A Scarborough NDP MPP accused the Ontario government of neglect on Sunday, saying the deaths of more than 60 residents at a long-term care home amid a COVID-19 outbreak could have been prevented.
Doly Begum hosted a town hall meeting on Sunday evening to highlight the situation at Tendercare Living Centre, a Scarborough long-term care home in the grips of a deadly coronavirus outbreak. Begum represents Scarborough Southwest.
As of Sunday, Tendercare Living Centre has lost 62 residents to COVID-19, according to North York General Hospital, which has taken over the home’s management for at least the next three months.
“We could have prevented all of this,” Begum said.
“The highlight from this second wave, the crisis we’re facing in this second wave, is that we could have prevented all of this,” she added.
“Early in July, we heard reports from many of the other homes where they found that 19 per cent of the spread could have been prevented in Scarborough just by moving from four people in one room to two people in one room. Just a simple measure as isolating the individuals differently could have done a better job of saving so many lives.”
One man told the meeting that he did not learn that his mother, a Tendercare resident, had tested positive for the novel coronavirus until a week after the diagnosis, and only after another family member called the home.
Meanwhile, a granddaughter shared that she got no updates on her grandmother’s condition even after she tested positive for COVID-19. She said her grandmother died on Christmas Day.
Begum told the town hall that the response from Merrilee Fullerton, Ontario’s long term care minister, has been “extremely disappointing.”
“Just hearing — ‘We care about the families and we will make sure that we’re doing everything within our power to prevent any deaths from happening’ — it makes me so, so furious because the minister does have the power to act right now,” Begum said.
Dr. Vivian Stamatopoulos, a professor at Ontario Tech University, told the meeting that Ontario is at a very pivotal time in the second wave of the pandemic with outbreaks “at an all time high.”
“We have almost 2,800 seniors who have lost their lives in long-term care facilities,” Stamatopoulos said.
“In the past week, the seven-day average of deaths has doubled … and I feel it’s just going to get worse unless we have some immediate and swift action by our government, particularly Minister Fullerton, our long-term care minister.”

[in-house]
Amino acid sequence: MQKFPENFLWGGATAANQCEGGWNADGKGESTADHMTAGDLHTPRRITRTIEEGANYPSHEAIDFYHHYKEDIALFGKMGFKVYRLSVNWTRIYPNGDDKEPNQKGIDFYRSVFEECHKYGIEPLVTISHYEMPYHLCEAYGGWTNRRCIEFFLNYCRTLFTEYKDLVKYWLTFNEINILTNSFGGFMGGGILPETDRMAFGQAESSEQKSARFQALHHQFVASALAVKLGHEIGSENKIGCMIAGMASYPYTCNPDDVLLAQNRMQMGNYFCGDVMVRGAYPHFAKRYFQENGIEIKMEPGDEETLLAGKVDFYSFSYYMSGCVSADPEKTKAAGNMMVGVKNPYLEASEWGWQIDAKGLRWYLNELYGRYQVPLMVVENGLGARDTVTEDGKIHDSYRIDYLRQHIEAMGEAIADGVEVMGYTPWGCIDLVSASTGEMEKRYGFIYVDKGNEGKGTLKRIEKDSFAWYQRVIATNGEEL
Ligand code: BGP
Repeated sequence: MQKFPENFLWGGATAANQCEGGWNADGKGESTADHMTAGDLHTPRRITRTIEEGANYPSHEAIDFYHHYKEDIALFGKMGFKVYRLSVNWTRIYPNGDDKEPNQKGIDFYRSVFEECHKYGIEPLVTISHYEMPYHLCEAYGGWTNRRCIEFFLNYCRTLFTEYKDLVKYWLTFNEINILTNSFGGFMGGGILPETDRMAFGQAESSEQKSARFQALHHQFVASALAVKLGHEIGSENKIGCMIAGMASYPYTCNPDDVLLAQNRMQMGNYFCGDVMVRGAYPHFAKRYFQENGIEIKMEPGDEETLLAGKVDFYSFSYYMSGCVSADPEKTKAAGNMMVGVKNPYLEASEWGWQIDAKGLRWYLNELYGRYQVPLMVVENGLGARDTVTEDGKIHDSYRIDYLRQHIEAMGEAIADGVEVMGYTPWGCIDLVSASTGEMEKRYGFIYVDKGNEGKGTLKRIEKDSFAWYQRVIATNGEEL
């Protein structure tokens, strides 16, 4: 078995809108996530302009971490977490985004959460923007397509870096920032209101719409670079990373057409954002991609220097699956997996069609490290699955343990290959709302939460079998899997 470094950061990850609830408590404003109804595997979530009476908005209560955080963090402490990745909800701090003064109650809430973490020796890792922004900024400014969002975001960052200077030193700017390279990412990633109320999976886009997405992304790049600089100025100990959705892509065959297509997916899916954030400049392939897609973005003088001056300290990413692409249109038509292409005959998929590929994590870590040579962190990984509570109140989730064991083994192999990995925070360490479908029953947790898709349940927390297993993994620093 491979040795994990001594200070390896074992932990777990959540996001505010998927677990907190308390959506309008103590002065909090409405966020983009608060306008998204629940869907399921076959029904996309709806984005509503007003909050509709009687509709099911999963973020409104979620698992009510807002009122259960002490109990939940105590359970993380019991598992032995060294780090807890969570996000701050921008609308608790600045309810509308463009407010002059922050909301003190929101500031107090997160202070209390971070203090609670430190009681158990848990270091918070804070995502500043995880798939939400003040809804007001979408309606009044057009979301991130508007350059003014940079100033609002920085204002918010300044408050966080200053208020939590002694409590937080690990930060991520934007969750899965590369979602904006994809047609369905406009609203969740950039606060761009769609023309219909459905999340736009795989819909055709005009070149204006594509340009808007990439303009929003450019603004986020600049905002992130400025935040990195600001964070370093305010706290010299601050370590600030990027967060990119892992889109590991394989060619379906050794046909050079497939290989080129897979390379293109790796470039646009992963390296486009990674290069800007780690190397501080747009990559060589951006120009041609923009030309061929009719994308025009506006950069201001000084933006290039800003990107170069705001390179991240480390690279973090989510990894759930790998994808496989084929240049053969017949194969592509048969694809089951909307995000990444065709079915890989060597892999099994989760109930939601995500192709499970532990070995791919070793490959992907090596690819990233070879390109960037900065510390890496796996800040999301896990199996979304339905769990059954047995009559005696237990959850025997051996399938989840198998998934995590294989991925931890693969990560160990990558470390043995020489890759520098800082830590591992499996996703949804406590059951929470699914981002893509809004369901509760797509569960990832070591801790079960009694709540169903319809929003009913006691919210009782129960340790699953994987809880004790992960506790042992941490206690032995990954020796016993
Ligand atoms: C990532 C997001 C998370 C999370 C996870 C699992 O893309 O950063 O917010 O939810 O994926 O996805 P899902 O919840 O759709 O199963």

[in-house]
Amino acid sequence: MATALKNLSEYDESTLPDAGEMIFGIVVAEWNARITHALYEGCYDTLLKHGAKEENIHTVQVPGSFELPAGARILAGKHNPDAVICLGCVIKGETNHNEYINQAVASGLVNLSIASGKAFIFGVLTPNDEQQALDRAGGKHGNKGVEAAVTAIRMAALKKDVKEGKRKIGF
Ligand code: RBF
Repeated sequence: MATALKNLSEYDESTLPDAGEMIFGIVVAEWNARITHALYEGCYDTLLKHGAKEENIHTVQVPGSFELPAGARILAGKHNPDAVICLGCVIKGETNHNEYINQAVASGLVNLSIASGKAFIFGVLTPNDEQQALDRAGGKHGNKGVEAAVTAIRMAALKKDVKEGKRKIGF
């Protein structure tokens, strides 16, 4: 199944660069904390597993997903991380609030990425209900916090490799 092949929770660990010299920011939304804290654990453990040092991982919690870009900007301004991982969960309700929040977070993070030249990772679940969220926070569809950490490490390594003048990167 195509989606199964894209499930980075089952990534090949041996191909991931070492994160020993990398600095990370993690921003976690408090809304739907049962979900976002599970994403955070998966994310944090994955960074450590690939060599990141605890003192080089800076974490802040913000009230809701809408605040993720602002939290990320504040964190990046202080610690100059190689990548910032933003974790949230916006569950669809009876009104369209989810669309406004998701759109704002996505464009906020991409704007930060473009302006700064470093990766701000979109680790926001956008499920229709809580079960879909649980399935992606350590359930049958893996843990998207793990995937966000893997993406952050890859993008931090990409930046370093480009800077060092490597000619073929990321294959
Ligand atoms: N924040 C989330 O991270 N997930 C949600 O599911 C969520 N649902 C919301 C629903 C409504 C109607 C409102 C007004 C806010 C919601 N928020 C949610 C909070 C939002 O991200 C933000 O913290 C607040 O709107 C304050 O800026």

On Sunday, Fullerton said in a tweet that out of 626 long-term care homes in Ontario, there are 130 homes considered to be in outbreak with no resident cases. There are 77 homes with resident cases, of which 39 have fewer than five cases each.
According to Fullerton, the total number of long-term care homes considered to be in outbreak is 207.
Today, out of 626 LTC homes in Ontario: <br><br>There are 130 homes considered in outbreak with no resident cases in the home. <br><br>There are 77 homes with resident cases of which 39 have fewer than 5 cases each. <br><br>The total number of LTC homes considered in outbreak is 207.
Stamatopoulos said a major failure of the province has been passing the responsibility of homes to the local public health units.
“While they may have been able to step in and provide that single-handed saviour role, so to speak, in the first wave, they can’t do that now,” she said.
“They are overburdened, the hospitals are overburdened and we need to make sure that our government is actually instituting a provincial standardized and proactive crisis response to not only Tendercare, but the many other homes that are experiencing these very devastating, exploding outbreaks where dozens of staff are often home sick,” she added.
“We cannot keep relying on a reactionary response after the fact. We need to get into these homes at a critical time, at the start of their outbreaks and help to prevent these mass casualty events.”
Slow vaccine rollout ‘boggles me,’ doctor says
Meanwhile, Dr. Samir Sinha, director of geriatrics at the Sinai Health System and University Health Network in Toronto, said the province has been far too slow with its vaccine rollout.
“We have enough vaccines. We know where all the people are across our 1,396 homes. What’s concerning to me is that we’re now two weeks into having vaccines and we only actually used just north of 30,000 doses,” Sinha told CBC News.
“What concerns me the most is that, when you think about the people who are dying of COVID in Ontario and across Canada, 95 per cent of the people who died are people over 60 [and] 70 per cent of the people who died are living in long-term care and retirement homes, so we know who is actually at risk.”
According to Sinha when countries like Israel can manage within eight days to vaccinate more than 40 per cent of its population’s residents over 60, there is no reason why Ontario can’t use its logistical prowess to get its 127,500 long-term care and retirement home residents vaccinated.
“We’ve been preparing for weeks for this and why we’re seeing such a slow rollout it boggles me. Right now, they’re saying they’re hoping to vaccinate everybody in these high-risk settings, where 70 per cent of our deaths have occurred so far and a lot of hospitalizations have been generated from, they’re hoping to do this by the end of April,” he said
“But the key is, we know right now that we should be able to vaccinate 127,500 people … well, before the end of January so I’m not sure why that’s not our clear focus and why it’s not where we’re putting all of our energies when we’re really anticipating that over the coming months we’re going to see a record number of hospitalizations and ICU visits.”
Sinha noted that such visits are “generally led by older people and especially people in long-term care homes that are not doing terribly well as the moment.”